The Northeast Community Center on Holme Avenue wasn’t empty for very long as new tenants from Lighthouse Chapel International moved in last month, but the community is still concerned with the parking and the pool.
TD Bank foreclosed the property one year ago when the owners, Phoenix Horizons, Inc., filed for bankruptcy and could not pay back the $1.1 million they borrowed to build an addition.
Rumors of possible buyers filled residents’ ears but no one seemed likely except for Sant Properties, who came into play last spring. Unfortunately, the owners of Sant Properties, brothers Ravinder and Hardeep Chawla, known for their previous legal issues, backed out of buying the property because they couldn’t find tenants.
Since then, Jeff Fuchs, owner of Sabra Properties, bought the Northeast Community Center in October.
Fuchs comes from a background of working with communities as an ex-Vice President of the Klein Branch of Jewish Community Centers of Greater Philadelphia as well as being the President of Four Quarters Project, a multi-faith teen educational program. He still currently co-owns FLiCK Table Tennis and Performance Center, where he also coaches table tennis players.
“I wanted to make the place something the community can use,” said Fuchs, who first sought out the previous tenants to give them back the space.
With no such luck, Fuchs moved on and has been in contact with Home Circle Civic Association (HCCA) President Elsie Stevens about the wants and needs of the community, which included a day care or ‘infant school type.’
“I wanted to do my due diligence and listen to the needs of the community,” Fuchs said.
He was able to find interested tenants for the building.
The Philadelphia chapter for Lighthouse Chapel International is a small congregation of about 120 adults located on Rhawn Street. Lighthouse Chapel International is a non-denominational Chrisitan organization that was started in Africa by Dag Heward Mills and now has 1200 branches in 61 countries.
The church group plans on using the space for possibly a type of ‘meals-on-wheels’ program for the needy in the Kensington area and will be holding activities on Wednesdays, Fridays and Sundays, which was announced by Stevens at the Holme Circle Civic Association meeting in October.
Fuchs’ has spent the month since the sale cleaning up, making repairs and updating the space for the new tenants. Fuchs said most of the work revolved around cleaning up a year’s worth of vandalism.
“It was in pretty bad shape,” said Fuchs.
The damage included busted, leaking pipes, a leaky roof, broken glass and broken alarm systems. He also mentioned that there was a fire and that the fire extinguishers had gone off, soaking everything.
After the renovations and a fresh coat of paint, Fuchs said he’s in the last stages of cleaning up.
A day care was also rumored to be moving into the 18,000-square-foot building but according to Fuchs, the day care operator is still in the process of getting a license and may have to re-examine the building’s zoning for a day care center.
“It’s not happening right now but we’re still looking to possibly revisit it,” said Fuchs.
The community has two major concerns with the use of the community center, though: the parking and the pool.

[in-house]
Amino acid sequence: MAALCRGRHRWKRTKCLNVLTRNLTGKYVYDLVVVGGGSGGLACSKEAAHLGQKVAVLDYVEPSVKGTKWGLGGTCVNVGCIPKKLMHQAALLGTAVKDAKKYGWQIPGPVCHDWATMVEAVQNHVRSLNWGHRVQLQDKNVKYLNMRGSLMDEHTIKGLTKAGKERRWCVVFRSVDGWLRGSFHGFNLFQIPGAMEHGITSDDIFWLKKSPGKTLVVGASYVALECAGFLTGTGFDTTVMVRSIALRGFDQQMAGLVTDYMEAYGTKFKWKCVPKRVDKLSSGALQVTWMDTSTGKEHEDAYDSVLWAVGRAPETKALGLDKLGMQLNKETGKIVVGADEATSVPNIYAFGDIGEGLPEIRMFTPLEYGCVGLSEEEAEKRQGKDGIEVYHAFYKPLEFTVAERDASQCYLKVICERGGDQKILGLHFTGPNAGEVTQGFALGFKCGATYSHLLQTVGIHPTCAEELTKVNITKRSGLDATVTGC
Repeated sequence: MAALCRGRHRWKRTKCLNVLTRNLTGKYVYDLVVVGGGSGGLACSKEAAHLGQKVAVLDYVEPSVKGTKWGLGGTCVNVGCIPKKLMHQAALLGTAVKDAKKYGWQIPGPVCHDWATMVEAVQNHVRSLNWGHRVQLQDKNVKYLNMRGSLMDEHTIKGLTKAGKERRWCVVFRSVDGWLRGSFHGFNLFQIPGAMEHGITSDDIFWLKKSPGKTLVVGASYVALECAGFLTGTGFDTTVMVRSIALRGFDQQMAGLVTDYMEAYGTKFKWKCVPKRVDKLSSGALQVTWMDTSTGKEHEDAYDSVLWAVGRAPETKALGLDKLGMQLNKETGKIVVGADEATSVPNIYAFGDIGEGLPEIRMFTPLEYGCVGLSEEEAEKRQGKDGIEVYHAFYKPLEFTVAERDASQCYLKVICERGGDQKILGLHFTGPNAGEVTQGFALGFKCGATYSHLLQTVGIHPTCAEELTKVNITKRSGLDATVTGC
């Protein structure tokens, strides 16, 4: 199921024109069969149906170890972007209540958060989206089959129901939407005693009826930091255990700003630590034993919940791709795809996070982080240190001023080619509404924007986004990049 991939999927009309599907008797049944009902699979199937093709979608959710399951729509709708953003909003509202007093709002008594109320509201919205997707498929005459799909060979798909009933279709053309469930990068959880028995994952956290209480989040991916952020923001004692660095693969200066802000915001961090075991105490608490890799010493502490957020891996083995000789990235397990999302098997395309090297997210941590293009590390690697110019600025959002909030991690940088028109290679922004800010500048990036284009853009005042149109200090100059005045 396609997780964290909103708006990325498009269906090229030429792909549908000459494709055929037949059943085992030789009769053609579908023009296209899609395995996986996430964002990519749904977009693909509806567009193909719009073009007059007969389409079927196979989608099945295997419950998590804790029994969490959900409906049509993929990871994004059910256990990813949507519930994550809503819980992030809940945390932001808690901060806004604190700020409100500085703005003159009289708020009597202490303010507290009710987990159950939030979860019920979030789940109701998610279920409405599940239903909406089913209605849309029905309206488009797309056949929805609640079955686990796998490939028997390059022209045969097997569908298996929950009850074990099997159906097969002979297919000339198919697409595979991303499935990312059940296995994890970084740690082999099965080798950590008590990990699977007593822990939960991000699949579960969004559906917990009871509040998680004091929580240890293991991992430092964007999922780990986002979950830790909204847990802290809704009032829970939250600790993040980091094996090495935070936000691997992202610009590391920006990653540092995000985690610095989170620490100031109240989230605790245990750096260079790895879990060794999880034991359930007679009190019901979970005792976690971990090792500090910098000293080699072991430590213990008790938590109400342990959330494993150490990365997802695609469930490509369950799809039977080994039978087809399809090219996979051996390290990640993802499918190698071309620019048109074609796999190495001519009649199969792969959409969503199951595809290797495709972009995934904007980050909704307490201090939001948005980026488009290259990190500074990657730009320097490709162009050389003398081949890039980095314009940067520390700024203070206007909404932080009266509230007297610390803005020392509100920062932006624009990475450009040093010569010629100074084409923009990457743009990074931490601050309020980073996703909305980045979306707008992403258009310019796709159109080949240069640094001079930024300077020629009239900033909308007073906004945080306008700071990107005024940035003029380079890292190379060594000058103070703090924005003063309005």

The small parking lot is only capable of holding 25 cars and most often, people end up parking all along Holme Avenue, which has been a problem in the past. Holme Avenue is one of the busier roads in the community and the Northeast Community Center sits on a curved bend that can create blind spots.
“It gets really dangerous, especially when kids are getting in and out of the cars,” said Sam Greiner, a local resident.
Problems also arose with parents dropping off and picking up their kids. The small parking lot couldn’t handle cars coming in to park as well as cars just stopping and waiting.
“There was always mayhem going on in that little parking lot,” said Greiner. “Parents got used to picking their kids up in the back where there’s more room.”
Yet, that solution only clogged up the small neighborhood roads that the center backs onto.
The previous owner, at one point, had plans to expand the car lot around the back to add an additional 25 spots but nothing ever came to fruition.
The use of the Olympic-size pool also gravely upsets many community members. The main problem with finding an operator for the pool is usually the costs that come with maintaining the pool’s filtration system, as well as handling the operating costs such heating it throughout the winter.
“I’d love to find a tenant who can take care of it,” said Fuchs. “The community really wants it. I’m still actively looking for someone to open it up.”
If no one does make use of the pool, Fuchs has considered filling it in.
Fuchs is also still looking for any other tenants who might want to share the space and make it more useful to the community as a whole. Lighthouse Chapel International will not necessarily need all 18,000 square feet.
However, this may run into issues with the zoning board – especially in regards to parking, as the building would turn from single-use to multi-use.
Though the HCCA has been the most active community organization because of its proximity to the Northeast Community Center, the Mayfair Civic Association is actually the Registered Community Organization. The Mayfair Civic Association amended its bylaws two years ago to include the area so that the area would be represented. If zoning issues do arise, Mayfair Civic Association will be handling them.